The Tenner Tycoon competition donates the money for a month for budding entrepreneurs to use make as much profit or social impact as possible. Backed by Dragons' Den entrepreneur Peter Jones, the competition aims to promote enterprise among young people at a time when many futures look bleak.
New research by charity Enterprise UK, in support of Tenner Tycoon, revealed attitudes to entrepreneurship in Britain's secondary schools. The report polled over 1,000 14-19 year olds during February and one in four said that they learn more about business from TV shows like Dragon's Den than from their school.
Perhaps more worryingly, at a time when 965,000 16-24 year olds are out of work - only 25% said they felt that their school encourages them to be entrepreneurial.
"The research presented here concerns me because I firmly believe that our young people have talent and drive and we should be backing them to succeed," said Dragon Peter Jones. "This is why I am championing enterprise education to give a new generation of students the know-how and life skills to make a real difference for themselves and others."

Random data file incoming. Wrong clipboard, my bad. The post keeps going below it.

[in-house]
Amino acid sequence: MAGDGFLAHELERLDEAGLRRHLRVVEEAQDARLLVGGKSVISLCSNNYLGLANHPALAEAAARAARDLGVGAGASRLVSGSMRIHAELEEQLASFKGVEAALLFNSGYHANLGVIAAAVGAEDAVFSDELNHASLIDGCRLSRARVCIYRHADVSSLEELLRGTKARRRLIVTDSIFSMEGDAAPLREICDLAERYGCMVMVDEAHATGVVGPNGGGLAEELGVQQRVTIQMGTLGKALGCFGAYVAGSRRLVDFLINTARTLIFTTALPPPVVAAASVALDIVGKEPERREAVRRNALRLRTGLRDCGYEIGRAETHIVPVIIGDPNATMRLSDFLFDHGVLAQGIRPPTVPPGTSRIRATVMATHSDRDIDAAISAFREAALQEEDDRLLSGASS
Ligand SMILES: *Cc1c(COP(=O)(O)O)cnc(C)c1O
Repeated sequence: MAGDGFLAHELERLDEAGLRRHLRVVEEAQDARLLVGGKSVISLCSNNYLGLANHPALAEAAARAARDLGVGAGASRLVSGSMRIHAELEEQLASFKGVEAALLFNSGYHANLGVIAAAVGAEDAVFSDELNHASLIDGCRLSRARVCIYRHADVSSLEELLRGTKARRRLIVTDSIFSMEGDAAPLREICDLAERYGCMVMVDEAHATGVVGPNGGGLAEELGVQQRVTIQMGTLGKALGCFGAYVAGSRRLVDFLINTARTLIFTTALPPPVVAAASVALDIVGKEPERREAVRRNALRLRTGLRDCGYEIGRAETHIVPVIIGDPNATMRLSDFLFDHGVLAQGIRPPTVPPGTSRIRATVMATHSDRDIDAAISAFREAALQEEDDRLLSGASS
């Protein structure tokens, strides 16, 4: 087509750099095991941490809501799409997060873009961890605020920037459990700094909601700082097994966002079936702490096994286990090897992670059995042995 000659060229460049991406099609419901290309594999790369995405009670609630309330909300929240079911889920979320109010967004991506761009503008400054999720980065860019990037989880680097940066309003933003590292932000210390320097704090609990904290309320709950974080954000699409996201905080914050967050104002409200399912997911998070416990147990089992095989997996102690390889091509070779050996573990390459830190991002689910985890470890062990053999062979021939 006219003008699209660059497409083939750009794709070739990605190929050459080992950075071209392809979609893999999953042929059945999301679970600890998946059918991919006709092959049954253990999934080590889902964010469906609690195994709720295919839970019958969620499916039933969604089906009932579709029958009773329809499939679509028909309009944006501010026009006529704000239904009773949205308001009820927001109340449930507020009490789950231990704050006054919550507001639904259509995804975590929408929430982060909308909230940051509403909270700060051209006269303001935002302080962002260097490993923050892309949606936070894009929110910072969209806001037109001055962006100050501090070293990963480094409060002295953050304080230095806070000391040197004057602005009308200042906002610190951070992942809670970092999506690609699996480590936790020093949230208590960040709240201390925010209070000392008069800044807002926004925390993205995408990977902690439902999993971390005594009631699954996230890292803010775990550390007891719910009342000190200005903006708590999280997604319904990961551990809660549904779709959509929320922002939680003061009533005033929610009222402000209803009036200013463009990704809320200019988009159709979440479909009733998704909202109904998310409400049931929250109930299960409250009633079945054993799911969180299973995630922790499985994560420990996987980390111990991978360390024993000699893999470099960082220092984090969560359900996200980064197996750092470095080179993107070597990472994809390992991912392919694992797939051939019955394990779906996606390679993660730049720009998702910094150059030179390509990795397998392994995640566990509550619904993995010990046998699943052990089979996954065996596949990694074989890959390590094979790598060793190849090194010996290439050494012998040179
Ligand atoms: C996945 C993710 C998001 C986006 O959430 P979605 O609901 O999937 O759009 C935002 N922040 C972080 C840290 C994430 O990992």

As well as teaching business skills, Tenner Tycoon, also encourages schoolchildren to give something back by using their profits to either help their local community or donate them to charity.
The competition has been running since 2007, and growing si "It's going to be the best one yet. Peter's stepped up his involvement this year and we have more people taking part than ever before," said Oli Barret who has been involved with the project since it started.
"Last year we had two girls make over £500 in one month by recycling mobile phones," he said.
Tom Bewick, CEO of Enterprise UK said: "We need to do a better job of equipping our young people for the workplace or help them start something for themselves. This year it is arguably more important than ever given the latest concerning statistics which put youth unemployment at 20.5 per cent, the highest figure since records began in 1992."
Tom hopes that Tenner Tycoon will raise the profile of business with young people, but he realises that much more could be done: "What is needed is a new Youth Investment Trust, to replace the Student Loans Company. This would provide young people with state subsidised loans for a variety of purposes other than access to higher education, including start-up capital for new business."